It’s hard not to get depressed on a visit to a zoo in China. The animals are in cages that are too small. Weather conditions are inhospitable to many of the tropical animals on display. And the food supply is generally inadequate; visitors often throw junkfood into the trash-strewn pens. As international attention increasingly focuses on China’s inner workings, zoos like these have begun to disappear. In Hefei, a large city in Anhui Province, for instance, the tigers have been moved to a large, open-air habitat. Many other animals in Hefei and elsewhere throughout China, however, remain locked in their small concrete boxes.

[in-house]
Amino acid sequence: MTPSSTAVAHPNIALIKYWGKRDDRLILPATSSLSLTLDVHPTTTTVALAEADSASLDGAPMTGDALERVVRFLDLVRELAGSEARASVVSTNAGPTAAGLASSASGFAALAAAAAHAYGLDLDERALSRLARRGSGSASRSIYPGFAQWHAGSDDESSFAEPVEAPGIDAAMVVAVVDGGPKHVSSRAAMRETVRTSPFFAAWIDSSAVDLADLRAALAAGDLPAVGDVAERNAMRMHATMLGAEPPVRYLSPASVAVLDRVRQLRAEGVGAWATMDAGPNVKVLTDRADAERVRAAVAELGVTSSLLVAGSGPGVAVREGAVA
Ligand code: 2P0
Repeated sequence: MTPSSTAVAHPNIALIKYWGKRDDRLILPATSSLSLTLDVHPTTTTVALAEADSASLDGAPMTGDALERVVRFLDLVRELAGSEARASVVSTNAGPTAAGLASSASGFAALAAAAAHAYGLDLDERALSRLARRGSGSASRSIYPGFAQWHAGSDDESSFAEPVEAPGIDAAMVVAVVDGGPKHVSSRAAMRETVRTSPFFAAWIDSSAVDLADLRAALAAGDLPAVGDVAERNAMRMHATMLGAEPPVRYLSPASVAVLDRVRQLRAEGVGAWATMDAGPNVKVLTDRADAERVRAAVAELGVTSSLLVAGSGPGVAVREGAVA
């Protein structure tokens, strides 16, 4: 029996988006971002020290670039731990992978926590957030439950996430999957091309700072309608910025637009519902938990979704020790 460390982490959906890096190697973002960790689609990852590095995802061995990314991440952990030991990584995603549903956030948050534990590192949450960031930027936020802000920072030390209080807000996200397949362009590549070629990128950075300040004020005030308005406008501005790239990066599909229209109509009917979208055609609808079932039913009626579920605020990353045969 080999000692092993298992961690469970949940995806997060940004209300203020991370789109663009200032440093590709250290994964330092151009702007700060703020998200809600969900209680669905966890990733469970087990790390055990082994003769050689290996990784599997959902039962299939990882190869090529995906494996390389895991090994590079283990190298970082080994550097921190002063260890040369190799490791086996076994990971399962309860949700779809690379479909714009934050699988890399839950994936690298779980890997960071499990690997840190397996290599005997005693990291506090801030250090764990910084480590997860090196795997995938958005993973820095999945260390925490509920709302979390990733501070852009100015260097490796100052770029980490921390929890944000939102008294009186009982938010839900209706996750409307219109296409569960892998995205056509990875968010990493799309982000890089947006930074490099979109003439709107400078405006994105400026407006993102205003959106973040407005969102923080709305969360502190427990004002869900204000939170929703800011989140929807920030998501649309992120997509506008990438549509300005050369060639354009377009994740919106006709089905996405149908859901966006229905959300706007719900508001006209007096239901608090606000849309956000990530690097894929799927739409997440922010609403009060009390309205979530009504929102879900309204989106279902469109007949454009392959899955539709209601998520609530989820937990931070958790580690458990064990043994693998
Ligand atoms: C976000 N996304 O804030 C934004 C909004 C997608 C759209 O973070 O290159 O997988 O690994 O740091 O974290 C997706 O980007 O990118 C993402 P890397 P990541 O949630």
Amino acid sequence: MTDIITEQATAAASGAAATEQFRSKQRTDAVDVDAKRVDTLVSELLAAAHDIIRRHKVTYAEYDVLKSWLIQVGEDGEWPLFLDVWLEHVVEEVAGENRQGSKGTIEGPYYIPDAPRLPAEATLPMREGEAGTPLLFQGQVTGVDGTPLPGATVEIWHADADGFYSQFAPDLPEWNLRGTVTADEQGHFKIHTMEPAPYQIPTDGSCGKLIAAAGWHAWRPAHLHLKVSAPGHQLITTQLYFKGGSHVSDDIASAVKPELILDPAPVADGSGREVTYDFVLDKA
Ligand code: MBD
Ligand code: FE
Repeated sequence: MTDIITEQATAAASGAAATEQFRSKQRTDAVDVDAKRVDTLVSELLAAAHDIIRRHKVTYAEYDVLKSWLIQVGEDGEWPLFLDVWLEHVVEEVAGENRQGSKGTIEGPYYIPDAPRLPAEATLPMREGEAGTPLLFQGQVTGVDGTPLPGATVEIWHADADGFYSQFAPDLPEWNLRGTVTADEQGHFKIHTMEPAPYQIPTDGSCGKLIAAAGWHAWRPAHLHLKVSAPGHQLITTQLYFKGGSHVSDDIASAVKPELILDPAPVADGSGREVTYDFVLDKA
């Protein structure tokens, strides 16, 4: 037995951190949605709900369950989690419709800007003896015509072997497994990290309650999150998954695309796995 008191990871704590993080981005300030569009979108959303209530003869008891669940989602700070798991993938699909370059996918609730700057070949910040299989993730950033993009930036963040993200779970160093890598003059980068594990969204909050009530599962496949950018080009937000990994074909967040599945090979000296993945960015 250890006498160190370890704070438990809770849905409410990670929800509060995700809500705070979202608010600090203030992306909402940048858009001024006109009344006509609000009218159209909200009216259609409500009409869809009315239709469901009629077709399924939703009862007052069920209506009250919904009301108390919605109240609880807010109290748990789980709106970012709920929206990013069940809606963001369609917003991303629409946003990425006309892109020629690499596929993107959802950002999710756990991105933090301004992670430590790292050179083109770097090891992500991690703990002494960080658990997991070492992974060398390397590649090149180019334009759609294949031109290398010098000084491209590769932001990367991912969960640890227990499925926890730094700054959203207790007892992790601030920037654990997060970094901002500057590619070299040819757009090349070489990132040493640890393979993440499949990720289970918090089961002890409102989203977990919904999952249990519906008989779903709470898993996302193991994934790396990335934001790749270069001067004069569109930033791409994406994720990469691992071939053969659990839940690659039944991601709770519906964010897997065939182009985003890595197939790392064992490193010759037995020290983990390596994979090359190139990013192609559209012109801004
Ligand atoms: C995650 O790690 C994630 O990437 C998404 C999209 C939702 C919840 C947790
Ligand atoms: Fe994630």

There are signs of hope. A number of well-run tiger and panda preserves have sprung up throughout the country as a means of educating the public about China’s wildlife and as a way to foster the continuation of these species. Rumors abound, though, that the animals in these preserves, once they die naturally, become fodder for Chinese medicine and rare products such as tiger corpse wine.